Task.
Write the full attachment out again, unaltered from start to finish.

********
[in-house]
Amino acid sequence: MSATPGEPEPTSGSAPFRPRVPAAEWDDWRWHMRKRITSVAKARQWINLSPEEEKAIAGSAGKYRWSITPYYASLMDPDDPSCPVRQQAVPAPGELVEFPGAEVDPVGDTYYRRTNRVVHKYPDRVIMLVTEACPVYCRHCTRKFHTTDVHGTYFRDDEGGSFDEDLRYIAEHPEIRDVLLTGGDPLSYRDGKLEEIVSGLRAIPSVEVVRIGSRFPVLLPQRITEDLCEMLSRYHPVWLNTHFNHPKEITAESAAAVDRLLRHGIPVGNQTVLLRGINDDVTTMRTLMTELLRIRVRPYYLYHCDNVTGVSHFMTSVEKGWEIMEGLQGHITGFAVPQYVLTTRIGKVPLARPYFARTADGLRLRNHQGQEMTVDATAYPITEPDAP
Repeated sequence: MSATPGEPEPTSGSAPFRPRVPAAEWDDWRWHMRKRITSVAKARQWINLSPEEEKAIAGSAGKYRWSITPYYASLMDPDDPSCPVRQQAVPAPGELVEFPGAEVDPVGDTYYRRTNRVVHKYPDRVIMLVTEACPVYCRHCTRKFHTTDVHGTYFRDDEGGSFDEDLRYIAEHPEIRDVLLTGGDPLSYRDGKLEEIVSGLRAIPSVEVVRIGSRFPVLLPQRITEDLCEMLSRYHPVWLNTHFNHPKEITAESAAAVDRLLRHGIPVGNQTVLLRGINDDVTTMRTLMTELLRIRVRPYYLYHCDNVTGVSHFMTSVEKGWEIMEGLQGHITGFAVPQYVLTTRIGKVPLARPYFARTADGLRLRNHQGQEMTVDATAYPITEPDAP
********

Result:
[in-house]
Amino acid sequence: MSATPGEPEPTSGSAPFRPRVPAAEWDDWRWHMRKRITSVAKARQWINLSPEEEKAIAGSAGKYRWSITPYYASLMDPDDPSCPVRQQAVPAPGELVEFPGAEVDPVGDTYYRRTNRVVHKYPDRVIMLVTEACPVYCRHCTRKFHTTDVHGTYFRDDEGGSFDEDLRYIAEHPEIRDVLLTGGDPLSYRDGKLEEIVSGLRAIPSVEVVRIGSRFPVLLPQRITEDLCEMLSRYHPVWLNTHFNHPKEITAESAAAVDRLLRHGIPVGNQTVLLRGINDDVTTMRTLMTELLRIRVRPYYLYHCDNVTGVSHFMTSVEKGWEIMEGLQGHITGFAVPQYVLTTRIGKVPLARPYFARTADGLRLRNHQGQEMTVDATAYPITEPDAP
Repeated sequence: MSATPGEPEPTSGSAPFRPRVPAAEWDDWRWHMRKRITSVAKARQWINLSPEEEKAIAGSAGKYRWSITPYYASLMDPDDPSCPVRQQAVPAPGELVEFPGAEVDPVGDTYYRRTNRVVHKYPDRVIMLVTEACPVYCRHCTRKFHTTDVHGTYFRDDEGGSFDEDLRYIAEHPEIRDVLLTGGDPLSYRDGKLEEIVSGLRAIPSVEVVRIGSRFPVLLPQRITEDLCEMLSRYHPVWLNTHFNHPKEITAESAAAVDRLLRHGIPVGNQTVLLRGINDDVTTMRTLMTELLRIRVRPYYLYHCDNVTGVSHFMTSVEKGWEIMEGLQGHITGFAVPQYVLTTRIGKVPLARPYFARTADGLRLRNHQGQEMTVDATAYPITEPDAP